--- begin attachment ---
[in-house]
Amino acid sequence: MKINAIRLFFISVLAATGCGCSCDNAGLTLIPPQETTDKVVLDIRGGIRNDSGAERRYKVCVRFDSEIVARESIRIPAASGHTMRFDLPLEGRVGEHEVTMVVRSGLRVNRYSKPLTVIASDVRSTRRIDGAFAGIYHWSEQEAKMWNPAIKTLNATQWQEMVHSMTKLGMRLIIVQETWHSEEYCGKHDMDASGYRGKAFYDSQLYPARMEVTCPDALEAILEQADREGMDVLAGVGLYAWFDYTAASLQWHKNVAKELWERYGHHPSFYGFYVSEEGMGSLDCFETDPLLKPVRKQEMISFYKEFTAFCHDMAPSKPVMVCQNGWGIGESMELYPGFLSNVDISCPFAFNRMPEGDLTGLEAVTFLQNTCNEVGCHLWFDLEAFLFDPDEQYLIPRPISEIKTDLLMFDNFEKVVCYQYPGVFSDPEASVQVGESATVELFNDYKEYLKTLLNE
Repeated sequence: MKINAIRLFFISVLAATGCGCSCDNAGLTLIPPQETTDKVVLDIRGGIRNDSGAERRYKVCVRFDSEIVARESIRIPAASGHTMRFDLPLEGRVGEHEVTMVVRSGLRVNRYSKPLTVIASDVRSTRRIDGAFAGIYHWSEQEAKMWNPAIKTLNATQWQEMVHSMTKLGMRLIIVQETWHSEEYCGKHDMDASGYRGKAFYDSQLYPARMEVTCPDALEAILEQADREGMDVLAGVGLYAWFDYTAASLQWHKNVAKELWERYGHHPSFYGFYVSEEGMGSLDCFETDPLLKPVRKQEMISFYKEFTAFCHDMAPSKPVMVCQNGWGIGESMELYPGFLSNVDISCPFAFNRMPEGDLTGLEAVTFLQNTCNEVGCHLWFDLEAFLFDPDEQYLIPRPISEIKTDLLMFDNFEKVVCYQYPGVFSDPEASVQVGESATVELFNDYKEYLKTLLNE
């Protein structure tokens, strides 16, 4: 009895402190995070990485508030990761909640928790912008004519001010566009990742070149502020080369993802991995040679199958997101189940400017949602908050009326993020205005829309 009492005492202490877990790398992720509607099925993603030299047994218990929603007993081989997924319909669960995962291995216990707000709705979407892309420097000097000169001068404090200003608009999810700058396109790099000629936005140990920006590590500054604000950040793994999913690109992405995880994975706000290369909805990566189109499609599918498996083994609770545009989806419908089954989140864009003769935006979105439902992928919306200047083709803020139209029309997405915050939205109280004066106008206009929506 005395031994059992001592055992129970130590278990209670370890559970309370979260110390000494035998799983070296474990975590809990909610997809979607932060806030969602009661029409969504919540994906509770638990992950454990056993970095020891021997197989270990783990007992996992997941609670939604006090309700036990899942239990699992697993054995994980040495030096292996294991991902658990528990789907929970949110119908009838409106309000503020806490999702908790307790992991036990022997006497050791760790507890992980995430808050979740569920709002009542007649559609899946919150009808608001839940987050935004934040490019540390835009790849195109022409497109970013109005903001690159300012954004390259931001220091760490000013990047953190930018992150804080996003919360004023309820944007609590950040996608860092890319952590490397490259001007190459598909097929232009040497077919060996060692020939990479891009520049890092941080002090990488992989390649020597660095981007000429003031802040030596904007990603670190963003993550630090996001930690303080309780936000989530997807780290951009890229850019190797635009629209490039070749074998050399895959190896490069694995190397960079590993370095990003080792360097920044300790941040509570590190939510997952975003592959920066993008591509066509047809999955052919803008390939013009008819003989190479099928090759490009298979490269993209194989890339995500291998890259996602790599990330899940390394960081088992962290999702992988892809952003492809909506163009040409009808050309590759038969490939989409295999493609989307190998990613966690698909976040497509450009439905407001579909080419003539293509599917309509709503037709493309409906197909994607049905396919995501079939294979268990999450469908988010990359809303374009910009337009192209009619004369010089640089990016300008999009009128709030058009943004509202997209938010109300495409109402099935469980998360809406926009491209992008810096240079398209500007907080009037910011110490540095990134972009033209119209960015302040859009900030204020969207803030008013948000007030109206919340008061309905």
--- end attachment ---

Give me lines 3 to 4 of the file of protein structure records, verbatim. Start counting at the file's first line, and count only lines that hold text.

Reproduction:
Repeated sequence: MKINAIRLFFISVLAATGCGCSCDNAGLTLIPPQETTDKVVLDIRGGIRNDSGAERRYKVCVRFDSEIVARESIRIPAASGHTMRFDLPLEGRVGEHEVTMVVRSGLRVNRYSKPLTVIASDVRSTRRIDGAFAGIYHWSEQEAKMWNPAIKTLNATQWQEMVHSMTKLGMRLIIVQETWHSEEYCGKHDMDASGYRGKAFYDSQLYPARMEVTCPDALEAILEQADREGMDVLAGVGLYAWFDYTAASLQWHKNVAKELWERYGHHPSFYGFYVSEEGMGSLDCFETDPLLKPVRKQEMISFYKEFTAFCHDMAPSKPVMVCQNGWGIGESMELYPGFLSNVDISCPFAFNRMPEGDLTGLEAVTFLQNTCNEVGCHLWFDLEAFLFDPDEQYLIPRPISEIKTDLLMFDNFEKVVCYQYPGVFSDPEASVQVGESATVELFNDYKEYLKTLLNE
């Protein structure tokens, strides 16, 4: 009895402190995070990485508030990761909640928790912008004519001010566009990742070149502020080369993802991995040679199958997101189940400017949602908050009326993020205005829309 009492005492202490877990790398992720509607099925993603030299047994218990929603007993081989997924319909669960995962291995216990707000709705979407892309420097000097000169001068404090200003608009999810700058396109790099000629936005140990920006590590500054604000950040793994999913690109992405995880994975706000290369909805990566189109499609599918498996083994609770545009989806419908089954989140864009003769935006979105439902992928919306200047083709803020139209029309997405915050939205109280004066106008206009929506 005395031994059992001592055992129970130590278990209670370890559970309370979260110390000494035998799983070296474990975590809990909610997809979607932060806030969602009661029409969504919540994906509770638990992950454990056993970095020891021997197989270990783990007992996992997941609670939604006090309700036990899942239990699992697993054995994980040495030096292996294991991902658990528990789907929970949110119908009838409106309000503020806490999702908790307790992991036990022997006497050791760790507890992980995430808050979740569920709002009542007649559609899946919150009808608001839940987050935004934040490019540390835009790849195109022409497109970013109005903001690159300012954004390259931001220091760490000013990047953190930018992150804080996003919360004023309820944007609590950040996608860092890319952590490397490259001007190459598909097929232009040497077919060996060692020939990479891009520049890092941080002090990488992989390649020597660095981007000429003031802040030596904007990603670190963003993550630090996001930690303080309780936000989530997807780290951009890229850019190797635009629209490039070749074998050399895959190896490069694995190397960079590993370095990003080792360097920044300790941040509570590190939510997952975003592959920066993008591509066509047809999955052919803008390939013009008819003989190479099928090759490009298979490269993209194989890339995500291998890259996602790599990330899940390394960081088992962290999702992988892809952003492809909506163009040409009808050309590759038969490939989409295999493609989307190998990613966690698909976040497509450009439905407001579909080419003539293509599917309509709503037709493309409906197909994607049905396919995501079939294979268990999450469908988010990359809303374009910009337009192209009619004369010089640089990016300008999009009128709030058009943004509202997209938010109300495409109402099935469980998360809406926009491209992008810096240079398209500007907080009037910011110490540095990134972009033209119209960015302040859009900030204020969207803030008013948000007030109206919340008061309905």